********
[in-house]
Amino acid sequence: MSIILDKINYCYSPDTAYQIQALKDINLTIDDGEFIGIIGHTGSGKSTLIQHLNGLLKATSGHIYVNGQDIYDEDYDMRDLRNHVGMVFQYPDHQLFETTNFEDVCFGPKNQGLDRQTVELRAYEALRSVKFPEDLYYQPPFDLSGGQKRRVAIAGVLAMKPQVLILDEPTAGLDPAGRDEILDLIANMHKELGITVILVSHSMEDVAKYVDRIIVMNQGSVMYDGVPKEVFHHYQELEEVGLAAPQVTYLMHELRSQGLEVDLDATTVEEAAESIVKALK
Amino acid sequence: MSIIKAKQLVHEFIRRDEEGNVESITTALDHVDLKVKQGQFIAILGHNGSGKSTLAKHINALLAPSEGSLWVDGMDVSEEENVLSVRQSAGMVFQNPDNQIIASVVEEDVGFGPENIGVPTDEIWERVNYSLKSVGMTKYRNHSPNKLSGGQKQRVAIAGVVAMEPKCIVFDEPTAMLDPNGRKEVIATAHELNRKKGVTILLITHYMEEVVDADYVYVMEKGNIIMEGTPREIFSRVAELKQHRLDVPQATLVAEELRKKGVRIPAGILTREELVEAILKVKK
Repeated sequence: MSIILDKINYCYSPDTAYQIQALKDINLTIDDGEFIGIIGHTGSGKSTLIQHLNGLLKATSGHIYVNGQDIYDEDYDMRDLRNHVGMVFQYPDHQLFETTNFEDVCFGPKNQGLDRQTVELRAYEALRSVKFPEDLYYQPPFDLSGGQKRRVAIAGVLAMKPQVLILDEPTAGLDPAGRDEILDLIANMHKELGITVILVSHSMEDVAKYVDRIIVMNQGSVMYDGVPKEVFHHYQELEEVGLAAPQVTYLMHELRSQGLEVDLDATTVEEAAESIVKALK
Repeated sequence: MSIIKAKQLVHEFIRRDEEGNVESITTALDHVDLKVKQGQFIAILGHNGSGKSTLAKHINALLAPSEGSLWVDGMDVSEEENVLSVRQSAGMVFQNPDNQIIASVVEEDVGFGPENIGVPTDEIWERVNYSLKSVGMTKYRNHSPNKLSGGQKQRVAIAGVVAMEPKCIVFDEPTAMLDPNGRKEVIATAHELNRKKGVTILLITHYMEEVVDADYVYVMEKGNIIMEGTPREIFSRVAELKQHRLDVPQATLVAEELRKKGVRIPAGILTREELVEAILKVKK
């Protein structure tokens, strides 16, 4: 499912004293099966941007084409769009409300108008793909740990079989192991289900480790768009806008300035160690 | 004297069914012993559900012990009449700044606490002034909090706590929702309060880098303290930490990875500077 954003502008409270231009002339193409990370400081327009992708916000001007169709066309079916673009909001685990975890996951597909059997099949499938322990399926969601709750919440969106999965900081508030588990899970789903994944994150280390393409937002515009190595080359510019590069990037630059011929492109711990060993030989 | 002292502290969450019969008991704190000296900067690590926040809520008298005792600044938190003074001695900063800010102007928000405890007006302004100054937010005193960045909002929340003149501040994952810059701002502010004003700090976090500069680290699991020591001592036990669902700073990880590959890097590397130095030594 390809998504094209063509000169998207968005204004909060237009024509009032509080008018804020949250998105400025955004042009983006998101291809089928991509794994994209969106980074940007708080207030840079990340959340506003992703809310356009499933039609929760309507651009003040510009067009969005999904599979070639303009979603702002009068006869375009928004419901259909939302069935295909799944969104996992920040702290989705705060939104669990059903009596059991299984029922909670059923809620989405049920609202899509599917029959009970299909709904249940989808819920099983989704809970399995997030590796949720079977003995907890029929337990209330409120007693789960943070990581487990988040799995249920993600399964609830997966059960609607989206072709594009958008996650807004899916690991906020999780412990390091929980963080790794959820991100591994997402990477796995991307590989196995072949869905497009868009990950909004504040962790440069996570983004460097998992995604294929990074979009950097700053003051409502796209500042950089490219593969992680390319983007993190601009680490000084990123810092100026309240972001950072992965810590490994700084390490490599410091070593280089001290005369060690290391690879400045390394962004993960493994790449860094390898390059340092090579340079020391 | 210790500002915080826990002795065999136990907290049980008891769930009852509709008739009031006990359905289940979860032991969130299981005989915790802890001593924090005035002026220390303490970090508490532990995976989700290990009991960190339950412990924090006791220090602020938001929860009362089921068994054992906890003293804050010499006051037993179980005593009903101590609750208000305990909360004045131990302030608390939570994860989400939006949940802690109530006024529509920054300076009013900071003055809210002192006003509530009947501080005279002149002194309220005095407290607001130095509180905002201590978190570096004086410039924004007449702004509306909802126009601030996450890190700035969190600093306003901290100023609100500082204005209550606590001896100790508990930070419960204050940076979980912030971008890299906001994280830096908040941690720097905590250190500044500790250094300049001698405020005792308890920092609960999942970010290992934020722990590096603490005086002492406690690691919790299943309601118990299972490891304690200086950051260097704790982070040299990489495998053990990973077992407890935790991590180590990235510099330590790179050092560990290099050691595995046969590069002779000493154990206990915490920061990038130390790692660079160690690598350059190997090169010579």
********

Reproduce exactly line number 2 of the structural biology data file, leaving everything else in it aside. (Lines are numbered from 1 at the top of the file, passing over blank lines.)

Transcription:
Amino acid sequence: MSIILDKINYCYSPDTAYQIQALKDINLTIDDGEFIGIIGHTGSGKSTLIQHLNGLLKATSGHIYVNGQDIYDEDYDMRDLRNHVGMVFQYPDHQLFETTNFEDVCFGPKNQGLDRQTVELRAYEALRSVKFPEDLYYQPPFDLSGGQKRRVAIAGVLAMKPQVLILDEPTAGLDPAGRDEILDLIANMHKELGITVILVSHSMEDVAKYVDRIIVMNQGSVMYDGVPKEVFHHYQELEEVGLAAPQVTYLMHELRSQGLEVDLDATTVEEAAESIVKALK